Even though the brain is not a muscle … it's a muscle :), if you don't exercise it, it will never get better, and those neurons won't start firing again. So I started reading to workout my brain, and who knows, maybe after some time that part of the brain will get repaired and I'll started remember the books I read, as well as improving my memory overall. One can only hope, and try. If not, it's not the end of the world, I'll still get something out of it.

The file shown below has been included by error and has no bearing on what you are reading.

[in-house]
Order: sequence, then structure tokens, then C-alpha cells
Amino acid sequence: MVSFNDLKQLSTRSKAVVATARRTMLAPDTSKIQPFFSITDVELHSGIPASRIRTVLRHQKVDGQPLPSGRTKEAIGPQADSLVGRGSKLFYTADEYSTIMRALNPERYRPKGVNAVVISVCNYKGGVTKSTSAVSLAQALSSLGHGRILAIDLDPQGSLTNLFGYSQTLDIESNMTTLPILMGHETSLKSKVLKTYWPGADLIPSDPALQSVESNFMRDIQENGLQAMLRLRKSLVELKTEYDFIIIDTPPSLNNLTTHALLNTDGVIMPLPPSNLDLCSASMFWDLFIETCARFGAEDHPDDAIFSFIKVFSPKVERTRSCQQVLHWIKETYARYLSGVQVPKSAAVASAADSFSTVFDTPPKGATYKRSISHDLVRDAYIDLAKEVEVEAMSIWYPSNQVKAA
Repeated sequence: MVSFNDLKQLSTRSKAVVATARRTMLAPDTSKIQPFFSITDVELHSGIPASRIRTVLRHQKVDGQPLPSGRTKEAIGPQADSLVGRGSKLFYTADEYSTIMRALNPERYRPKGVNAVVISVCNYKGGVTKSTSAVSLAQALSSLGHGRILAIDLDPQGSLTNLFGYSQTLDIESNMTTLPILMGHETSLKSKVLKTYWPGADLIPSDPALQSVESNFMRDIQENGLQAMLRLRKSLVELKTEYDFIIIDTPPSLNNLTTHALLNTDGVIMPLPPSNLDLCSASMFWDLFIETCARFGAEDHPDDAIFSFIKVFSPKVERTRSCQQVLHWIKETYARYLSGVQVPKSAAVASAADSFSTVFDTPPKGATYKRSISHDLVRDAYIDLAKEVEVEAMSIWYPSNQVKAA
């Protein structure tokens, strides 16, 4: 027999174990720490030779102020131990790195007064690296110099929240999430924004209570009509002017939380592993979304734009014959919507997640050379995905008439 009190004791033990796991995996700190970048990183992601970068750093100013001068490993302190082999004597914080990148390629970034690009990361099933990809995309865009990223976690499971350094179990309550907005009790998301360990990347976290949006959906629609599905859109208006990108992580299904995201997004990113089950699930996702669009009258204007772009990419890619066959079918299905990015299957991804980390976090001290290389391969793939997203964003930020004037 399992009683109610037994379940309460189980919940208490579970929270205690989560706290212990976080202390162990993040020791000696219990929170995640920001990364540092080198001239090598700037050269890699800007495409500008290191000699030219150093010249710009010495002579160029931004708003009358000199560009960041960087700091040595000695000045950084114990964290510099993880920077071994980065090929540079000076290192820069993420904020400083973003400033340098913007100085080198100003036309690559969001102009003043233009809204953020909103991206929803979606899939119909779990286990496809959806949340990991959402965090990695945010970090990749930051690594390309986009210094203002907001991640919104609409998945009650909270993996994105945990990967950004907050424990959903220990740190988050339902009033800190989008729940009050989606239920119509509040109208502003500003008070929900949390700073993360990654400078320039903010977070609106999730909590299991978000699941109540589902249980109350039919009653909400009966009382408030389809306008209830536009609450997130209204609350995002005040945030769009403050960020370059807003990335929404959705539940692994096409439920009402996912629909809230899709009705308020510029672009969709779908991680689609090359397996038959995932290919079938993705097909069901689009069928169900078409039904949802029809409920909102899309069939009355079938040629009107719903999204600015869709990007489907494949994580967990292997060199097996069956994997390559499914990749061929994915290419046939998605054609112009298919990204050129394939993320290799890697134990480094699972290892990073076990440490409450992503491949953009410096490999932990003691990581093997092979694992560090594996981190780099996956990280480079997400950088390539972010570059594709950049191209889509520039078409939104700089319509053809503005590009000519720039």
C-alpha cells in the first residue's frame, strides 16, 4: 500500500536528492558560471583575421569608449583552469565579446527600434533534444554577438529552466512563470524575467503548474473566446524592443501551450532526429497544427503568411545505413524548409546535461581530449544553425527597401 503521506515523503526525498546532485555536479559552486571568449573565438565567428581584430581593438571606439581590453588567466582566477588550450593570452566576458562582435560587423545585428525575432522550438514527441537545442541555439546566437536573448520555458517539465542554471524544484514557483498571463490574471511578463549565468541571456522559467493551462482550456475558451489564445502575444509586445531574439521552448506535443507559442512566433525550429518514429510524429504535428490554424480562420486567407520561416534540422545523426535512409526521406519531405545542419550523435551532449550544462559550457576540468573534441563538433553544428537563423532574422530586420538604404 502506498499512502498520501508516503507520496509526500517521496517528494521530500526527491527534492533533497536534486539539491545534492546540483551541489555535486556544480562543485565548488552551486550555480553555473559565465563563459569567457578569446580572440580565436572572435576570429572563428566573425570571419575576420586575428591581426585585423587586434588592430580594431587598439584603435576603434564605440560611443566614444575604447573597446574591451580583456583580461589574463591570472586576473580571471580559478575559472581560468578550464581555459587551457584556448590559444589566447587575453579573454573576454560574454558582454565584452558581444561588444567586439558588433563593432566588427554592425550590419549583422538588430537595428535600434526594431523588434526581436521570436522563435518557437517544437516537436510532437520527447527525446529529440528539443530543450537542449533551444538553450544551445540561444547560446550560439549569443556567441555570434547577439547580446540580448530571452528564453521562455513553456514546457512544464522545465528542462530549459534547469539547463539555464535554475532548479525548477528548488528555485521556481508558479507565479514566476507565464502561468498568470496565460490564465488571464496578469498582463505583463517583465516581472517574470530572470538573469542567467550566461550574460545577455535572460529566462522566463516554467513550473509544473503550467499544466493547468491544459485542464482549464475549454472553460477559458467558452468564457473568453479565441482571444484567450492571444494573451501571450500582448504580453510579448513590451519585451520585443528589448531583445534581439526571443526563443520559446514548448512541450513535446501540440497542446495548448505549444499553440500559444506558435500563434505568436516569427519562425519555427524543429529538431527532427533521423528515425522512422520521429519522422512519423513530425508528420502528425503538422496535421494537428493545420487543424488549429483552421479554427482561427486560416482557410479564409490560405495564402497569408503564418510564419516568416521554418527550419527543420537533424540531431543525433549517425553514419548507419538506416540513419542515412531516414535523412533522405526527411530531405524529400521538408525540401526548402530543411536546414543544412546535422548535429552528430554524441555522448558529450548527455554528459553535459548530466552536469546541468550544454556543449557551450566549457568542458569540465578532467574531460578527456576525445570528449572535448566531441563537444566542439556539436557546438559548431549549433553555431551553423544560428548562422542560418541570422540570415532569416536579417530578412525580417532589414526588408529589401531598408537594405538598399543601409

Continuing along the topic of working the brain, it's very critical for people recovering from brain injuries. At the beginning of my rehab it was "easy" stuff like just standing up, say this word, put this card here, put this ball in this cup, count to 5, etc… It's very degrading, it makes you feel like a child, and heart breaking, because you'll fail A LOT. I can't count the number of times I just broke into tears in front of therapists, then then go home and cry in front of family members, telling them I couldn't count to five. It's fucking degrading! But, it's also SUPER important! Depending on the extent of your injury, you may just have to learn how to do the simplest things again. That was me, and I'm sure many others. You really start taking a lot of things for granted that the majority of people never even think of not being able to do. And yes, many times you get very jealous of people that can remember if they brushed their teeth in the morning without having to write it down ;). You have to start somewhere. But if you don't work those areas of the brain, you won't get anywhere and you'll be stuck in the state your in. At the beginning I refused a lot, and I gave up a lot. Telling myself that this is my new normal. Thankfully I had people in my corner to push me to keep fighting, forced me into those rehab sessions (well didn't have a choice, because I couldn't go anywhere without someone taking me, haha), and now I'm back to riding my bike, and even finished an Ironman. If I ignored those people and just gave up, I would probably still be laying in a hospital bed being fed and bathed by nurses or loved ones. You need to do brain puzzles, reading books, playing the Memory game, read that list of words, do your standup/sit down exercises. Fucking stimulate that brain and it'll start remembering how to do things. Maybe not the same way as before, but parts of it, and that's better than nothing!